But, if Obama/Holder are either tolerating the thwarting of their directives or secretly approving of it, they bear responsibility. A career employee’s persistent failure to comply with a directive or meet performance standards is grounds for removal from a position. Appointees serve at the pleasure of the president and get replaced all the time.

    A case could be made that Obama and Holder are weak/clueless, and that may be part of the truth, but the record levels of whistleblower prosecutions, while leakers of ‘info’ that support ‘war on terror’ policies are ignored, indicate that Obama and Holder aren’t sincere about transparency and accountability. Other examples are Obama’s initial refusal to release White House visitor logs, and his EO postponing the future release of his administration’s records.

    • Nate Jones permalink
      February 14, 2012 8:18 pm

      Good points Eric, well taken.

      I think we whacked Holder pretty hard in the web posting “who is minding the store” with a picture of the AG. He might have “escaped” the press release due to space. Still I bet criticism of the DOJ is probably widely read as criticism of him.

      On Obama, you’re right. Criticism of him was largely absent from the posting. I think you could chalk this up more to not wanting to “dilute the message” about DOJ, rather than giving Obama a pass.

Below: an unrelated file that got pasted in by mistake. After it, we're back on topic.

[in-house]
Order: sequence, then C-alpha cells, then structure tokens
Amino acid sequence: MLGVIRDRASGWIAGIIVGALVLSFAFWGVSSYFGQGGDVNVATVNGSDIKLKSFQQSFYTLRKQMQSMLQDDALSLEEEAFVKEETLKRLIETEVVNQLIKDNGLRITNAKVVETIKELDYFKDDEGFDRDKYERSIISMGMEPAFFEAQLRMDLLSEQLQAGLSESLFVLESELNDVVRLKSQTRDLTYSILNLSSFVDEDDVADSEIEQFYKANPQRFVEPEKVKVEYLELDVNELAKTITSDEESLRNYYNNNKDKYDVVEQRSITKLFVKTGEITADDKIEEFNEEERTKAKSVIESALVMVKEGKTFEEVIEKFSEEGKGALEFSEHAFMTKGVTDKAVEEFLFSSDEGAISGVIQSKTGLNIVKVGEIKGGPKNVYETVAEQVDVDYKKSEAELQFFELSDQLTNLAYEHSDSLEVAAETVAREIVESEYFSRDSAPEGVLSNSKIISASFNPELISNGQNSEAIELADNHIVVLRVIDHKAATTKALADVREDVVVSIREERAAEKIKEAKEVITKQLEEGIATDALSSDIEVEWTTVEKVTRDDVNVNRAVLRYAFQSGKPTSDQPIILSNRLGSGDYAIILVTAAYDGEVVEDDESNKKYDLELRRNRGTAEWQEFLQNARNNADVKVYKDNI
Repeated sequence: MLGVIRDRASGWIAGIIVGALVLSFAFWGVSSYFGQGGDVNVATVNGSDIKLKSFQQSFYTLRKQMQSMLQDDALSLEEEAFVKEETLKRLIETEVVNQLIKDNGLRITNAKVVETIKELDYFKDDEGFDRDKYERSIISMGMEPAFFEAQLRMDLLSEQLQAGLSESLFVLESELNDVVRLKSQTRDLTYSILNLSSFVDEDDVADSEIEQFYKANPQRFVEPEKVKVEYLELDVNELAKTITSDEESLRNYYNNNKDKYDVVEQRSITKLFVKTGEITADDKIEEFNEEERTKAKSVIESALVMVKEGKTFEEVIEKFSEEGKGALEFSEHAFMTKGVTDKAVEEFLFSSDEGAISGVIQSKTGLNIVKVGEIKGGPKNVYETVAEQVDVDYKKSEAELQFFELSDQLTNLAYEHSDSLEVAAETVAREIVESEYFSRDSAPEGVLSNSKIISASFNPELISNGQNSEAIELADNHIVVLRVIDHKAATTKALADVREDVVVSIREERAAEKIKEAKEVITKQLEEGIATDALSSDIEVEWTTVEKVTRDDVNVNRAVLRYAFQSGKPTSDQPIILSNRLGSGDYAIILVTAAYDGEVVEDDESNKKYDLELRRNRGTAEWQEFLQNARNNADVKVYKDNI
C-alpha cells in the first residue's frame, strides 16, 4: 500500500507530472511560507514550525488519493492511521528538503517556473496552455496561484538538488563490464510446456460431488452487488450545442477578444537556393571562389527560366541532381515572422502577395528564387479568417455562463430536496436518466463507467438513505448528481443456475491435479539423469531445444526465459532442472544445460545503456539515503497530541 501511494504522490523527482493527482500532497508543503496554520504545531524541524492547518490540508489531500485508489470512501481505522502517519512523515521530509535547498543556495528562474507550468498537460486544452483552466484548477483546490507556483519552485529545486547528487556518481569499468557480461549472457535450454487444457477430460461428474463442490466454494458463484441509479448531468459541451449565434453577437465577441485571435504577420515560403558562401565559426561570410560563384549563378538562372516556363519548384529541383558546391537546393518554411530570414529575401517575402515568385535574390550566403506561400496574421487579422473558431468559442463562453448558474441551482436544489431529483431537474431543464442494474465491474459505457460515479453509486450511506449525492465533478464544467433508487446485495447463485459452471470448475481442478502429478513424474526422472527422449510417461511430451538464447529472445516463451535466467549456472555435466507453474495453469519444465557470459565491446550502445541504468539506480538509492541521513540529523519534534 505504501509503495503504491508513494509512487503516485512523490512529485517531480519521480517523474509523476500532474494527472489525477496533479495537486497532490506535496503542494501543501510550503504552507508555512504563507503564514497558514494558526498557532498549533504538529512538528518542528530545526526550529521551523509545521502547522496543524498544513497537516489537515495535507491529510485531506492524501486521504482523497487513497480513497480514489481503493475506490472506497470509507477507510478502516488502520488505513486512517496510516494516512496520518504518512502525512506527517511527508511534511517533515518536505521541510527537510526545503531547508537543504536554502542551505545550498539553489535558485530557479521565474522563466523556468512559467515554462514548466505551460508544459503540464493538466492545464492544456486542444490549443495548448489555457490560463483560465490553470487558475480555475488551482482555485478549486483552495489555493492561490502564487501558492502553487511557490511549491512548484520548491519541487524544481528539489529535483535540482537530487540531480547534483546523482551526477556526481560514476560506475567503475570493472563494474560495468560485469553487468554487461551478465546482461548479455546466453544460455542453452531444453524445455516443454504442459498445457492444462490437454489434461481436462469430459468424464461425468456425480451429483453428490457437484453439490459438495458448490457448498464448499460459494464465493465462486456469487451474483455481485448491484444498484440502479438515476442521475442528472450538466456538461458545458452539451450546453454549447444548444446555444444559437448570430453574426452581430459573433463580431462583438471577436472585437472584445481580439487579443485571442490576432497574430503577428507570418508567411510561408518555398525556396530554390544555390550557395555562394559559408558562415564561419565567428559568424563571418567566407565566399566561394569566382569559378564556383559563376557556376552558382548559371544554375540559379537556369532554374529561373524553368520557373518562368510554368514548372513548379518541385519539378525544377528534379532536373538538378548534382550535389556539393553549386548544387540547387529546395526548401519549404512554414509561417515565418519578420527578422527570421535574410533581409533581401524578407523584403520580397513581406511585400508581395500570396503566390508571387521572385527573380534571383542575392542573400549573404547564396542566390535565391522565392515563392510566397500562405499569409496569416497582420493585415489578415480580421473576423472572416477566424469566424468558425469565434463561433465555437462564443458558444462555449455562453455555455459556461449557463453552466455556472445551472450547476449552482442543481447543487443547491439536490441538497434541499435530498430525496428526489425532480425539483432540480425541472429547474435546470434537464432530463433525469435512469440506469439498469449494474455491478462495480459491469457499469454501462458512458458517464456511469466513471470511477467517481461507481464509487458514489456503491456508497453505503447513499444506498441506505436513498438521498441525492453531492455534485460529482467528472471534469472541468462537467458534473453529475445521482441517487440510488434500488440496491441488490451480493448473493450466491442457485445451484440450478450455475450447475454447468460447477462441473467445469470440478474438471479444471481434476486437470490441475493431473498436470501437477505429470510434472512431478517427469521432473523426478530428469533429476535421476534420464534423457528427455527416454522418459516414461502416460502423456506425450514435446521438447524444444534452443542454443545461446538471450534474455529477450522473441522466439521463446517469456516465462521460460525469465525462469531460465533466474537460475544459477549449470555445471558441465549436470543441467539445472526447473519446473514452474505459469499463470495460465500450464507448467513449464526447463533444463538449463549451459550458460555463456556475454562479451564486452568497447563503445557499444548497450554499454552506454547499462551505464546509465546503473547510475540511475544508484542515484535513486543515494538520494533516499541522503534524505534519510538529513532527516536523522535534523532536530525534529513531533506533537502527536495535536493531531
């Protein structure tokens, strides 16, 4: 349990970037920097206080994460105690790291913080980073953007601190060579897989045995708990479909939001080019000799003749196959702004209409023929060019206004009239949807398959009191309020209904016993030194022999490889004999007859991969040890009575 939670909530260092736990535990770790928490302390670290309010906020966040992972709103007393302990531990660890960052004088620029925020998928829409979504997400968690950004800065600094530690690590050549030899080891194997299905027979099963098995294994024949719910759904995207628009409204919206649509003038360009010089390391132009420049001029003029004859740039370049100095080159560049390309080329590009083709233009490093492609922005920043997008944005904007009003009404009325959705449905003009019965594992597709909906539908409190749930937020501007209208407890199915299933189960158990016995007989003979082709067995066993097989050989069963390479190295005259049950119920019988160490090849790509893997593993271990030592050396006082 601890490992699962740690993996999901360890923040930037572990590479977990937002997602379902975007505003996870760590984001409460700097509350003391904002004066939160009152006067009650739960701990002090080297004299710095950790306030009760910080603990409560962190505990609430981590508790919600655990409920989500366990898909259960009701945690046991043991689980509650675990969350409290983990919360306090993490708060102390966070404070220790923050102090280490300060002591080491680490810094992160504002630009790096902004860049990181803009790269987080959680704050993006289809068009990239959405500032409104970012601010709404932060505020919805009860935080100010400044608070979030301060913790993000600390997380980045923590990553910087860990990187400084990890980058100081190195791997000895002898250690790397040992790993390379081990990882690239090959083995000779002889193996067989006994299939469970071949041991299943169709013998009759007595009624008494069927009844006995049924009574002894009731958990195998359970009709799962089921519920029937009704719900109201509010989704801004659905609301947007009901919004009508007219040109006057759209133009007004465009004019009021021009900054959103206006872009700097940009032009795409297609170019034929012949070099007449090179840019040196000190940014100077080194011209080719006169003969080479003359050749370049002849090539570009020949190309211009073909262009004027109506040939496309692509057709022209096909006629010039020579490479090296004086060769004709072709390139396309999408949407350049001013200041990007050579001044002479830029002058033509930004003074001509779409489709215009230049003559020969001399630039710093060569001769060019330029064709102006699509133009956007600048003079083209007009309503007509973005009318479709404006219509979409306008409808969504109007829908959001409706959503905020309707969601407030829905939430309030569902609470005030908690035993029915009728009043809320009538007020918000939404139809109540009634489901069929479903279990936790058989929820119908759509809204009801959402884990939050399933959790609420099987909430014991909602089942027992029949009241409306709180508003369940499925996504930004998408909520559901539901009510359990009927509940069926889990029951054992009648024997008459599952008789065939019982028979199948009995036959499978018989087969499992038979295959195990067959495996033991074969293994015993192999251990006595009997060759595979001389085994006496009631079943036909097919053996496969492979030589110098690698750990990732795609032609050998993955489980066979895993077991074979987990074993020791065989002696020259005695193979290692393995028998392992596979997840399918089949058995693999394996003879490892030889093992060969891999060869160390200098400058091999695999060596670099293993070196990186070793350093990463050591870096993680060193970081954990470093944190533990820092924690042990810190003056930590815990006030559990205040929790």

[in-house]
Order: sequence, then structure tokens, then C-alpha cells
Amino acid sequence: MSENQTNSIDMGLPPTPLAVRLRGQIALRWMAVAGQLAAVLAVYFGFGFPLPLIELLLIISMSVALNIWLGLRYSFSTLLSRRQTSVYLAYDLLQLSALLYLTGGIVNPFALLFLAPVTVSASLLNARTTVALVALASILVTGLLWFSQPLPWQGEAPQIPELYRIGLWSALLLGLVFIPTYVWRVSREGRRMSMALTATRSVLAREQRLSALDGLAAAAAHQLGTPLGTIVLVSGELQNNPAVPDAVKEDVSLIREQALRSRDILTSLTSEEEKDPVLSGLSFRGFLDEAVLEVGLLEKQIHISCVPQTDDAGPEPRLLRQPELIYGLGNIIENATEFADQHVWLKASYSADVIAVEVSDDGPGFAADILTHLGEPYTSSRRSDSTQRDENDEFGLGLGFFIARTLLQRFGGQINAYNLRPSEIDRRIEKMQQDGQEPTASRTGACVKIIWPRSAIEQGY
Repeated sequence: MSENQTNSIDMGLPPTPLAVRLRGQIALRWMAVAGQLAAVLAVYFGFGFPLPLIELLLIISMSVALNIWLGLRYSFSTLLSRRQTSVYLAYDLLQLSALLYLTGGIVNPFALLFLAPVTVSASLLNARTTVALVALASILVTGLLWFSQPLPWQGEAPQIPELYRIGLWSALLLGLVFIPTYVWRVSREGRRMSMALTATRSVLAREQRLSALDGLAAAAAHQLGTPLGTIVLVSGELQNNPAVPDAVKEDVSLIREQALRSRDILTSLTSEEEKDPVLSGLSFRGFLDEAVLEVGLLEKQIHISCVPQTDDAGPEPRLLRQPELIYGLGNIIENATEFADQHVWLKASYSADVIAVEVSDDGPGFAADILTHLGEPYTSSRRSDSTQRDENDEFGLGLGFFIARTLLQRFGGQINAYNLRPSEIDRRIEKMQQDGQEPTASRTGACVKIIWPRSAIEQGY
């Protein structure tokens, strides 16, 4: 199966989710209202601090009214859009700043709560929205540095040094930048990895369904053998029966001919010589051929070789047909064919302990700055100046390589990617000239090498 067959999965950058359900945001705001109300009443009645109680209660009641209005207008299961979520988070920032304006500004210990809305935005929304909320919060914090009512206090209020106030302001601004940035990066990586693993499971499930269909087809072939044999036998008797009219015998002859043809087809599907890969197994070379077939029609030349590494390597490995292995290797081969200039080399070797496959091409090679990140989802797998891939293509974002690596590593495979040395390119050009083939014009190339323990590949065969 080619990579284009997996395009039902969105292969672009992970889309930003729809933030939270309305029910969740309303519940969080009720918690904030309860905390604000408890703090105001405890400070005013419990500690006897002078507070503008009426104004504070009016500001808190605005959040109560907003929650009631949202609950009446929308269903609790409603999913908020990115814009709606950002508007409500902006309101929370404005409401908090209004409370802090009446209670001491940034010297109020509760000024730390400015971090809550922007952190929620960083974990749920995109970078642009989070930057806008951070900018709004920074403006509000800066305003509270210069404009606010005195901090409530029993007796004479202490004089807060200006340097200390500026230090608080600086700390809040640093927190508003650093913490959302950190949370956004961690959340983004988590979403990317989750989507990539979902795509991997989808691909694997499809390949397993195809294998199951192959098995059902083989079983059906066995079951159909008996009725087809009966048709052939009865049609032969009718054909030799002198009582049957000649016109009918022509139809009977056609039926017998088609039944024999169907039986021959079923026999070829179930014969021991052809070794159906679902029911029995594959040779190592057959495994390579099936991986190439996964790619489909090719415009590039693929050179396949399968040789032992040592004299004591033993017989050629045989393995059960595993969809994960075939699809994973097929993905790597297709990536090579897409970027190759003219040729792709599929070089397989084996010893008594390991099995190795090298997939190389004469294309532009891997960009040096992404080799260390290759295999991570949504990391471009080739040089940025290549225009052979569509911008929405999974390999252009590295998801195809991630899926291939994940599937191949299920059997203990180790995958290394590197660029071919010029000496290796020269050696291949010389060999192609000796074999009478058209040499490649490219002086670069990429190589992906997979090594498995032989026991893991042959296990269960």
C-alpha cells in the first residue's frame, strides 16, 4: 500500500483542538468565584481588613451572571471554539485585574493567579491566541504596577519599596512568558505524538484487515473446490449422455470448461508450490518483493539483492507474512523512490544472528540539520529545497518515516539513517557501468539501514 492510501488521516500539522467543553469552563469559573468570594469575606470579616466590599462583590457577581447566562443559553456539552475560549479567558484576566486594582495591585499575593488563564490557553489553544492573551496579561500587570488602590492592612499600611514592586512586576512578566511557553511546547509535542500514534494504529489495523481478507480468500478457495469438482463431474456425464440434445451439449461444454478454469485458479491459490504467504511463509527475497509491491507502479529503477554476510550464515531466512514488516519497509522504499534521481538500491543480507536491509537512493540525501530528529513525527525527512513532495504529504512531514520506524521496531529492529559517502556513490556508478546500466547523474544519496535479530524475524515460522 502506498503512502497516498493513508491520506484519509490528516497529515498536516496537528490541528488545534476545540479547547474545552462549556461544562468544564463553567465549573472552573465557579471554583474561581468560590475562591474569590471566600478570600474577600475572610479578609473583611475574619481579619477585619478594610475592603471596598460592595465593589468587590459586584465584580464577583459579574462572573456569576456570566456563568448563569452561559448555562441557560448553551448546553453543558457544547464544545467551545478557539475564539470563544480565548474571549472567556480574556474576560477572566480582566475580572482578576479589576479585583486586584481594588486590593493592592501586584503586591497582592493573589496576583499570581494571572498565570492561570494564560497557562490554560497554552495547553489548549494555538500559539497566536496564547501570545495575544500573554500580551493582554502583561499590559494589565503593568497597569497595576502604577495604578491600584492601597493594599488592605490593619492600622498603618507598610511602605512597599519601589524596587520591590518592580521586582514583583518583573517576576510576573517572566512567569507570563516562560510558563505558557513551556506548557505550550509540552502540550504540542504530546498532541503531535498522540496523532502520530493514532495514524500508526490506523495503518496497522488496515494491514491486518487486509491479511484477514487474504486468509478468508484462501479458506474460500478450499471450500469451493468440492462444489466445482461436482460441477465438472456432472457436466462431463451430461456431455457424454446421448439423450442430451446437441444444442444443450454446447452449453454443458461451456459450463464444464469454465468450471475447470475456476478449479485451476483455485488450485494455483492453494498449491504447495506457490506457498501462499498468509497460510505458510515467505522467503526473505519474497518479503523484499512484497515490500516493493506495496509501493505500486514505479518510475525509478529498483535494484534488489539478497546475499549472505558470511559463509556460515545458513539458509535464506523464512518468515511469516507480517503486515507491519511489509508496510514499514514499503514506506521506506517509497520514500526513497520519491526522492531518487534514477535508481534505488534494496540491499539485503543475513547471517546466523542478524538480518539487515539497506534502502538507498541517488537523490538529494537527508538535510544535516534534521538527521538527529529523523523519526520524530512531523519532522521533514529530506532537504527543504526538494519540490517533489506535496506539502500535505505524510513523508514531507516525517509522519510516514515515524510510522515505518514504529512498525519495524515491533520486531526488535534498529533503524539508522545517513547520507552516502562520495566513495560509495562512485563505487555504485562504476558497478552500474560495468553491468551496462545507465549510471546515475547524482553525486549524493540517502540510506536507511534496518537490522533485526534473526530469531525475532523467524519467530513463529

But you’re right. His administration appears ignorant –at best– of these problem. Hopefully the president and his advisers quickly begin to fix agencies’ intransigence on FOIA and overclassificaiton. I think the Open Government Partnership provides open government groups a large amount of leverage in this. How can Obama look foreign leaders in the eye and tell them that he is presiding over a government that is becoming more secret, not less? We’ll want to make this very clear as OGP gets rolling.

  2. Will Kammer permalink
    February 15, 2012 9:05 am

    Nate & Tom – We found your Rosemary Award article, mean-spirited, over the top, and generally not funny.


    Will Kammer
    DoD FOIA

    • Nate Jones permalink
      February 15, 2012 4:39 pm

      Dear Will,

      Tom and I very much respect your opinion and are sorry you found our Rosemary citation mean spirited. However, the Rosemary is one of the few tools that open government advocates have to force recalcitrant agencies to improve their practices. Please know that the Archive has the utmost respect for the OSD/JCS FOIA Office, which has never been a contender for the Rosemary. And if DOJ had taken its FOIA responsibilities as seriously as DOD has, it certainly would not have won this dubious prize.


  3. February 15, 2012 11:14 am

    Just reread the section on Holder, and am now of the opinion that this section, in the context of the whole piece, does appropriately hold him accountable.

    And I get your point about wanting to keep the focus on the DoJ. DoJ’s shameful performance under Holder’s direction does reflect on Obama, even more so as it’s in contrast to his public position, which was noted.

    The OGP is a good thing, and it’s good that Obama’s stuck his neck out on this. If his administration and the executive branch under him don’t come thru, they’ll look even worse than they already do. If they do come thru, I’ll be pleasantly shocked.